The long, hot summer about to devastate Australia will assist in that job nicely.

There’s an “-ist” is “assist”, too.

824 thoughts on “The long, hot, summer

  1. victoria,
    I have looked at the application. It is unclear to me the grounds on which Ashby is seeking leave?

    As I am a narcissistic Twink and the fall guy/front man for LNP Inc.? 🙂

  2. On twitter

    [Is it any surprise that most of Howard’s wasteful spending occurred in the lead up to election years? When all else fails, buy votes #auspol]

    I would add that if it were not for workchoices and the 9 consecutive interest rate rises, the vote buying would have worked in 2007

  3. victoria
    JI think it goes like this. It’s just a lot of whinging really.
    1. His Honour made a mistake by ruling that Ashby had made his claim as a political attack and ignored the real reason. So not fair! Sook, sook, whine.
    2.His Honour made a big mistake in saying that Mr Harmer wanted to hurt Slipper by introducing scandalous and irrelevant accusations. So not fair again.
    3. His Honour should not have dismissed the proceedings. So not fair that Twink Ashby didn’t get a chance to tel lthe court all the juicy details.
    4. All three above refer to abuses of process and so there should be an appeal.

  4. KM, thank you for the advice re bird netting, I am currently using bamboo over my vegetable beds to hang the netting over. I find bamboo is good as I can bend it to meet and hence make a tunnel of sorts.

    Denese, my apologies for delay in responding. Unfortunately I am unable to give you a brand name for the netting that I got from ebay, if it had one on it I have long ago removed it. I found it by ‘bird netting’ in the search function on ebay. Good luck with finding it, I seem to recall there being a number of sellers selling lengths up to 200m.

  5. “Imacca…that’s easy!…any one of the Lib’ women.”

    Hmmmmm……would involve taking money off old men. wonder who would take that on?? 🙂

  6. Greg Hunt sound like he’s got the barbed wire well and truly tied around the testicles.

    The problem with an electricity tax is that it is ineffective on both the demand and supply sides.

    On the demand side, the Government has acknowledged that power companies will simply pass higher electricity prices through to consumers. Electricity is however an essential service and therefore largely inelastic for consumers.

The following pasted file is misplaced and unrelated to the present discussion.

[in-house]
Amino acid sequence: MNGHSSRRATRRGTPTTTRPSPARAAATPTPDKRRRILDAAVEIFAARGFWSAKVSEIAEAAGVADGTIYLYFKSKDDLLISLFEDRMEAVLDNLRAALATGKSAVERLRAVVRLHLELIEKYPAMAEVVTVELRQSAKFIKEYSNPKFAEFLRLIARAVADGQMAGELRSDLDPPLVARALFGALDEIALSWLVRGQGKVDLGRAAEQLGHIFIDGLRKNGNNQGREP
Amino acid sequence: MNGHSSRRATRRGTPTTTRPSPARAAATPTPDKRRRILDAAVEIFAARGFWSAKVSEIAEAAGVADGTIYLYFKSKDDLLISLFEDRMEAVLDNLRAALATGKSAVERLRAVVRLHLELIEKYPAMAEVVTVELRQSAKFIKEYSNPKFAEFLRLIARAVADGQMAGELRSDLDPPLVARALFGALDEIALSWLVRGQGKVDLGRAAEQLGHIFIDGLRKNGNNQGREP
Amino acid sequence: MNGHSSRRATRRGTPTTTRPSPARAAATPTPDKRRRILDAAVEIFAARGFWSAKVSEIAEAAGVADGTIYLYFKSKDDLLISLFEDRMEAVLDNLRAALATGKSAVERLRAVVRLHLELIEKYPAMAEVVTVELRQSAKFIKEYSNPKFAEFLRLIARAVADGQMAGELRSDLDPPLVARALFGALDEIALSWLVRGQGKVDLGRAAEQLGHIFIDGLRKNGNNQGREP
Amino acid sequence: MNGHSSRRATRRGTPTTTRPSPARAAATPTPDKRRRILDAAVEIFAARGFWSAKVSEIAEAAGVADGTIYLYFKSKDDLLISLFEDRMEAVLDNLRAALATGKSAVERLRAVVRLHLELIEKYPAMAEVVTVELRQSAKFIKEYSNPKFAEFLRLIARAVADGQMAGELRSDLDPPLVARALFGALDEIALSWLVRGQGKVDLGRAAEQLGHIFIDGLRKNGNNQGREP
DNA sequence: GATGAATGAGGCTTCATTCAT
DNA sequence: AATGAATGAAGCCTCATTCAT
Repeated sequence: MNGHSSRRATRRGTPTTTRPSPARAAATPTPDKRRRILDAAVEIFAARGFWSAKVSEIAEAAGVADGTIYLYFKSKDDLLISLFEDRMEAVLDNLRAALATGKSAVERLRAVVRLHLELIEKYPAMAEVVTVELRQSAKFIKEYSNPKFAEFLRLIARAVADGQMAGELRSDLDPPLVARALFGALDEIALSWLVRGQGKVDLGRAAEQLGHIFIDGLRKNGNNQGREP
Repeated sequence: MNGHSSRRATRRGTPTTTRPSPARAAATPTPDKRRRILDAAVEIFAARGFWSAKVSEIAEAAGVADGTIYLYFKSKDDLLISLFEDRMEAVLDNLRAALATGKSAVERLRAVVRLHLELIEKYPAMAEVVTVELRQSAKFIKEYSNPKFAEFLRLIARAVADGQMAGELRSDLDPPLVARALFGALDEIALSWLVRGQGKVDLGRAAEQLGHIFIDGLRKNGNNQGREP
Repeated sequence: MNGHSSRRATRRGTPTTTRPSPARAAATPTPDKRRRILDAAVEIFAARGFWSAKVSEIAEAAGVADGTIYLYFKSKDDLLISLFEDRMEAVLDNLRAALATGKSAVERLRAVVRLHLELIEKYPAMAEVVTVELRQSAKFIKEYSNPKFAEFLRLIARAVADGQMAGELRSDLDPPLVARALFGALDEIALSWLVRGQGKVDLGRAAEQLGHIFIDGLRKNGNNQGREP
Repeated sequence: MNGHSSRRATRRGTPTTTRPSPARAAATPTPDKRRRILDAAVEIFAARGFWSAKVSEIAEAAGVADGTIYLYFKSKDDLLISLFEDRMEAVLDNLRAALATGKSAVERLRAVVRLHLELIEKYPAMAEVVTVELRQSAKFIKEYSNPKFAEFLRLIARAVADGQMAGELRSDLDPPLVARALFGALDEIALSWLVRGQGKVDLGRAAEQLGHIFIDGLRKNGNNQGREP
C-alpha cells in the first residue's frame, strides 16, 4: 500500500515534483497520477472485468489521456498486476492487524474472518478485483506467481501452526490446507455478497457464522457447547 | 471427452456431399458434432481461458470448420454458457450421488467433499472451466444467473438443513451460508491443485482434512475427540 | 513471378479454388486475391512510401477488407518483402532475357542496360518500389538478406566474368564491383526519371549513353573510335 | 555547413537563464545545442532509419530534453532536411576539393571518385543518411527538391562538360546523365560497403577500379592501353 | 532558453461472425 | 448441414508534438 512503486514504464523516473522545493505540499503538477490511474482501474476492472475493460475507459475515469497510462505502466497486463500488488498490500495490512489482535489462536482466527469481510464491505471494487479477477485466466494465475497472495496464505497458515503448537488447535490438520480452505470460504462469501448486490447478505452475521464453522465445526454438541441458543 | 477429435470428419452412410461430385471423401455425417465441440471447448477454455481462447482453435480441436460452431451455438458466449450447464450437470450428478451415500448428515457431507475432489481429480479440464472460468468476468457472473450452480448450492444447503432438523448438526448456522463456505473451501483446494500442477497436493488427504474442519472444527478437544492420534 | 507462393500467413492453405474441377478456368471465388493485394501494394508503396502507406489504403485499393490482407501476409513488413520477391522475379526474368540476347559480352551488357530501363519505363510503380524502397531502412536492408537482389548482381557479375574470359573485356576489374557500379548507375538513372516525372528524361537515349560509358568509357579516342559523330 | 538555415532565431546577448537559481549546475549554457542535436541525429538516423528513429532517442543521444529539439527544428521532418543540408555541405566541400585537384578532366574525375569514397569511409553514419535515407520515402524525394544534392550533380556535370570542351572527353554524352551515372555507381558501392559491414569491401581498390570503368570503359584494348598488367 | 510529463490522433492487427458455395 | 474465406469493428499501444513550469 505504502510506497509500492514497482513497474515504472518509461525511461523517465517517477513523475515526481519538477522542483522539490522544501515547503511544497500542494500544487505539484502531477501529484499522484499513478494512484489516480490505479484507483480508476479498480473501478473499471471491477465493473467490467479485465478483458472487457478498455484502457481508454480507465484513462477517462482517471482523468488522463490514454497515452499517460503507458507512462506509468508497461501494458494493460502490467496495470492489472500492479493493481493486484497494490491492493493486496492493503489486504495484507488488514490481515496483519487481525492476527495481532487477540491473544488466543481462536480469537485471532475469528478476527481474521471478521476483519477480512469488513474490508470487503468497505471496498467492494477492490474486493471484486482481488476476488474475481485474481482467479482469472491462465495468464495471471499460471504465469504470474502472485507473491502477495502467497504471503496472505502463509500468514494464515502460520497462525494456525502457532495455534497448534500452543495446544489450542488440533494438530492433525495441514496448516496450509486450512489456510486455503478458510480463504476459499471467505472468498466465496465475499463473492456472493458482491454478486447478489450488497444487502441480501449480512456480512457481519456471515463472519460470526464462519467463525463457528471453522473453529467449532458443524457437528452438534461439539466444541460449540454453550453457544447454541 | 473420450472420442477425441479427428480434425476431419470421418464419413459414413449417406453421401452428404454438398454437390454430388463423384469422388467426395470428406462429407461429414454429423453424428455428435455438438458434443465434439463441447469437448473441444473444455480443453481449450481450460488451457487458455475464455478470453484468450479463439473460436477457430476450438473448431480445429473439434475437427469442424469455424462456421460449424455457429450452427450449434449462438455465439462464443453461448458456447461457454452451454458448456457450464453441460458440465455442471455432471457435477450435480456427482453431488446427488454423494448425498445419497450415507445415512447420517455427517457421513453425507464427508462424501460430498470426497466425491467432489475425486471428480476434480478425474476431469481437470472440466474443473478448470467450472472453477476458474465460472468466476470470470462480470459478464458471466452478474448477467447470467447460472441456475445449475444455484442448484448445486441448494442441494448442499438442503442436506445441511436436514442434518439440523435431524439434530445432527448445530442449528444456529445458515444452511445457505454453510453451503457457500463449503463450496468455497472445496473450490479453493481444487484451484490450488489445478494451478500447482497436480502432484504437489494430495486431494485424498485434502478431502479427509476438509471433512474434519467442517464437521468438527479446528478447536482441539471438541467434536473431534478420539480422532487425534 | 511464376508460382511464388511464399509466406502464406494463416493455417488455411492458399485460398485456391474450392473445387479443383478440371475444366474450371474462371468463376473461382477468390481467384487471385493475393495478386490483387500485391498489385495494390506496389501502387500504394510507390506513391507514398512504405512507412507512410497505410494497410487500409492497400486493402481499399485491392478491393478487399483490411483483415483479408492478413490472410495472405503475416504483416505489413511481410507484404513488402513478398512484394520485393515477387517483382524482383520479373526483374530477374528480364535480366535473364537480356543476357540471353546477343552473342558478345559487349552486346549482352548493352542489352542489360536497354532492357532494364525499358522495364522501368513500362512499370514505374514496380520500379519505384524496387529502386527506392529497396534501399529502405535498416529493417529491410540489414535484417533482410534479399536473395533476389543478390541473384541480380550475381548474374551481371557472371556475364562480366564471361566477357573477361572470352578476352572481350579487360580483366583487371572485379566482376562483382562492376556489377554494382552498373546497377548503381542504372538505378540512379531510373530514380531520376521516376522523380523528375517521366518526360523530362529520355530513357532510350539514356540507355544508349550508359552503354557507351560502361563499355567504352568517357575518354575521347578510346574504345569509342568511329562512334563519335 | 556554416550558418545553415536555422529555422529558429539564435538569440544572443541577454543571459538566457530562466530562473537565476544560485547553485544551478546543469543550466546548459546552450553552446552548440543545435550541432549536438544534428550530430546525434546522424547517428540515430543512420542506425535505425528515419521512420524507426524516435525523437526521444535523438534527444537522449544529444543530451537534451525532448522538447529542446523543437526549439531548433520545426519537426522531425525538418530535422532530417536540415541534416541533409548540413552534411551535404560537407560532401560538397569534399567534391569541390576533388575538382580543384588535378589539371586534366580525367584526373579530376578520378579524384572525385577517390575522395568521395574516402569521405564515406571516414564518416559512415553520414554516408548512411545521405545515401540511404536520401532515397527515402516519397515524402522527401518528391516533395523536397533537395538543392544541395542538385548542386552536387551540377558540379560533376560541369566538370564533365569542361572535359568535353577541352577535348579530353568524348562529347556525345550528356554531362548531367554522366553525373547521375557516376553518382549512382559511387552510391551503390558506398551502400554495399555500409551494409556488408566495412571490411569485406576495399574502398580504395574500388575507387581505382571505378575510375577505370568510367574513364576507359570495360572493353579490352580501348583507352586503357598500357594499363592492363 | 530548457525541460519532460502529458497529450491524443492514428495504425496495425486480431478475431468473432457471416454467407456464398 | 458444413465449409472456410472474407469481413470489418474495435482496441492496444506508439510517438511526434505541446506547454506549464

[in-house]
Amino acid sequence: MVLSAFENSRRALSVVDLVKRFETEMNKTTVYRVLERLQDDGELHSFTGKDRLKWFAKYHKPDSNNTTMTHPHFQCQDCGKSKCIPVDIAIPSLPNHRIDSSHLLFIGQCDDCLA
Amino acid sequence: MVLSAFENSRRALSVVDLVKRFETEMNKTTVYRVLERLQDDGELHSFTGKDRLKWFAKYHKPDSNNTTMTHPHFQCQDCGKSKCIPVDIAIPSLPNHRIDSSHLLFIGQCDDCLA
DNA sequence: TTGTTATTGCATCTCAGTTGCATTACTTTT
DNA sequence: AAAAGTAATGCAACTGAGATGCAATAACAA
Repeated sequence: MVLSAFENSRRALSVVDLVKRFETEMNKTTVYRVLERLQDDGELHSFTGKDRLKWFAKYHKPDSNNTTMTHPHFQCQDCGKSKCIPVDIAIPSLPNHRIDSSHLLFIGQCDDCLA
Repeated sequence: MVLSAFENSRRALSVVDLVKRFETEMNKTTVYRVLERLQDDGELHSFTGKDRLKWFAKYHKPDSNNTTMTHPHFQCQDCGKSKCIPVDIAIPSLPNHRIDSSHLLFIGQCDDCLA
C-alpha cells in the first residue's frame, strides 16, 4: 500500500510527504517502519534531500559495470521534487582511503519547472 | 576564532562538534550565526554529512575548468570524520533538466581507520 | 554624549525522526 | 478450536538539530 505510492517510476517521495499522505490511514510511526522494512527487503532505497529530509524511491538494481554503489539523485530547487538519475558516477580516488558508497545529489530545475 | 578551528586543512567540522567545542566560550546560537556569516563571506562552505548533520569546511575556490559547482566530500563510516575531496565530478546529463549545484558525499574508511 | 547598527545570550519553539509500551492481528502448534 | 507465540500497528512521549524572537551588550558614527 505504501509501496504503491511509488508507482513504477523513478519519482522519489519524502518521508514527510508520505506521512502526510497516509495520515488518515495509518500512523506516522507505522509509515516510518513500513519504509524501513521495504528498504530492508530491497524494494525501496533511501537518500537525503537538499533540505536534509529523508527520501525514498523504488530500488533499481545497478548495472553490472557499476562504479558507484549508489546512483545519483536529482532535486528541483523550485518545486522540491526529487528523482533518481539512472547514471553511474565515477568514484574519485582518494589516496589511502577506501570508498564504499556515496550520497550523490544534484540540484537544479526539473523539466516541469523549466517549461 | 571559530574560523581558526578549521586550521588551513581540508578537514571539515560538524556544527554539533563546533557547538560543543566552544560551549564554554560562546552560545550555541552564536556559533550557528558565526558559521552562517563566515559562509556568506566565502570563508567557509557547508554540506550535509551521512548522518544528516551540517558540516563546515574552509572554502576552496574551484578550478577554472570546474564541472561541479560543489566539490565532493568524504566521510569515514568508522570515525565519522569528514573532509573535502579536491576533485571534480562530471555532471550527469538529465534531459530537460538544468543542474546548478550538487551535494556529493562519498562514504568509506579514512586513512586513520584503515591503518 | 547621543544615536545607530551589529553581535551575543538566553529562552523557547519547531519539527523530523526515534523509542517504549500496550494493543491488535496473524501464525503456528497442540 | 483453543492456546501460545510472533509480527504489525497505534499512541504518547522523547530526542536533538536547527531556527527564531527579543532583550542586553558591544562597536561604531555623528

An example of this was the massive 50 per cent price rise for NSW’s seven million residents over a recent five year period. This produced a bare 6 per cent decrease in per capita consumption over that period.

    Contrast this with the SMH’s report from October:

    Electricity sold into the east coast market in the three months since the tax started created on average 7.6 per cent less carbon dioxide for each megawatt hour of power, an analysis of figures compiled by the Australian Energy Market Operator shows.
    Greg Combet

    “It is signifigant that the emissions intensity of the electricity generation system has fallen in the first quarter of the carbon price” … Greg Combet.

    Read more:

    Who do youse believe?

    Ironically it’s probably the scare campaign over the 9% Carbon Tax, compared to hush-hush when the States were putting up prices by 50%.

    Foot meet bullet, Abbott.

  7. leonetwo

    So Ashby and Harmer reckon leave will be granted to appeal based on their whinge?! 🙂

  8. victoria
    Seems so. It looks like someone desperately want all the sordid sexual harassment stuff brought out in court and will stop at nothing to get that done. Money is no object.

  9. I actually find it sad that, essentially decent people, such as Greg Hunt, who wrote his Thesis fcs on an ETS, have sold their souls to the devils who pull the strings in the Liberal Party, in a lust for power, purely and simply.

    What happened to the personal integrity of the young man who wrote that Thesis?

    Would he be content to implement a policy, in government, that was a sham and a sop to the problem he so passionately cared about solving at University, before he became caught up in student politics?

    Just so he could, finally, become a Minister?

    I know I’d feel dirty, and like a soulless shell, if I was him in the same situation.

  10. So Ashby and Harmer reckon leave will be granted to appeal based on their whinge?! 🙂

    Unfortunately yes.